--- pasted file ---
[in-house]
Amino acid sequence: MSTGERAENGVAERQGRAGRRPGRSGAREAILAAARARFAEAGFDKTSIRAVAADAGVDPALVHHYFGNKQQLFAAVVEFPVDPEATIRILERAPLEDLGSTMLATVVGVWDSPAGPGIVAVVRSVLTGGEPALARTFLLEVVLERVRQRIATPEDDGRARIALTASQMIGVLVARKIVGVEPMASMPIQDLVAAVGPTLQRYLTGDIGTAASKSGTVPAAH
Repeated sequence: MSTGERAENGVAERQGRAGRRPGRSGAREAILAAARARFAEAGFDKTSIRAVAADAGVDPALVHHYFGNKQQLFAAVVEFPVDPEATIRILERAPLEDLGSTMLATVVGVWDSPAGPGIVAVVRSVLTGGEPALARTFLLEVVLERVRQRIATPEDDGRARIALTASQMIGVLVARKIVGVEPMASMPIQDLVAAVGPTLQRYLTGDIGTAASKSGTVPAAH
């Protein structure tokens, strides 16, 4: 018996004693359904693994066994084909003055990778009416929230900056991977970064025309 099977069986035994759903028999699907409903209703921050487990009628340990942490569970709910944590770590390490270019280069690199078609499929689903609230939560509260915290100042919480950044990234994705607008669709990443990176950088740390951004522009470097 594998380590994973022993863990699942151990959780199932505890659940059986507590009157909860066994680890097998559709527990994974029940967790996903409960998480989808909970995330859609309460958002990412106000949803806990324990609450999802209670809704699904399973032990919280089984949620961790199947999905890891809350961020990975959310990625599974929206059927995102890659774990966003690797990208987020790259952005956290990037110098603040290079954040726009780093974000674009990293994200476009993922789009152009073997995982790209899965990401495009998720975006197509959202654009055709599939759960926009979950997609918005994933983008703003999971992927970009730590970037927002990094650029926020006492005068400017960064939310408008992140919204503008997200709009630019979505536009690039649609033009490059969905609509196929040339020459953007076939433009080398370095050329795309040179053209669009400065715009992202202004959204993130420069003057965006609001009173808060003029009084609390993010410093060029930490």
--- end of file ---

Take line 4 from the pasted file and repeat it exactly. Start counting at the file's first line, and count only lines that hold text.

């Protein structure tokens, strides 16, 4: 018996004693359904693994066994084909003055990778009416929230900056991977970064025309 099977069986035994759903028999699907409903209703921050487990009628340990942490569970709910944590770590390490270019280069690199078609499929689903609230939560509260915290100042919480950044990234994705607008669709990443990176950088740390951004522009470097 594998380590994973022993863990699942151990959780199932505890659940059986507590009157909860066994680890097998559709527990994974029940967790996903409960998480989808909970995330859609309460958002990412106000949803806990324990609450999802209670809704699904399973032990919280089984949620961790199947999905890891809350961020990975959310990625599974929206059927995102890659774990966003690797990208987020790259952005956290990037110098603040290079954040726009780093974000674009990293994200476009993922789009152009073997995982790209899965990401495009998720975006197509959202654009055709599939759960926009979950997609918005994933983008703003999971992927970009730590970037927002990094650029926020006492005068400017960064939310408008992140919204503008997200709009630019979505536009690039649609033009490059969905609509196929040339020459953007076939433009080398370095050329795309040179053209669009400065715009992202202004959204993130420069003057965006609001009173808060003029009084609390993010410093060029930490």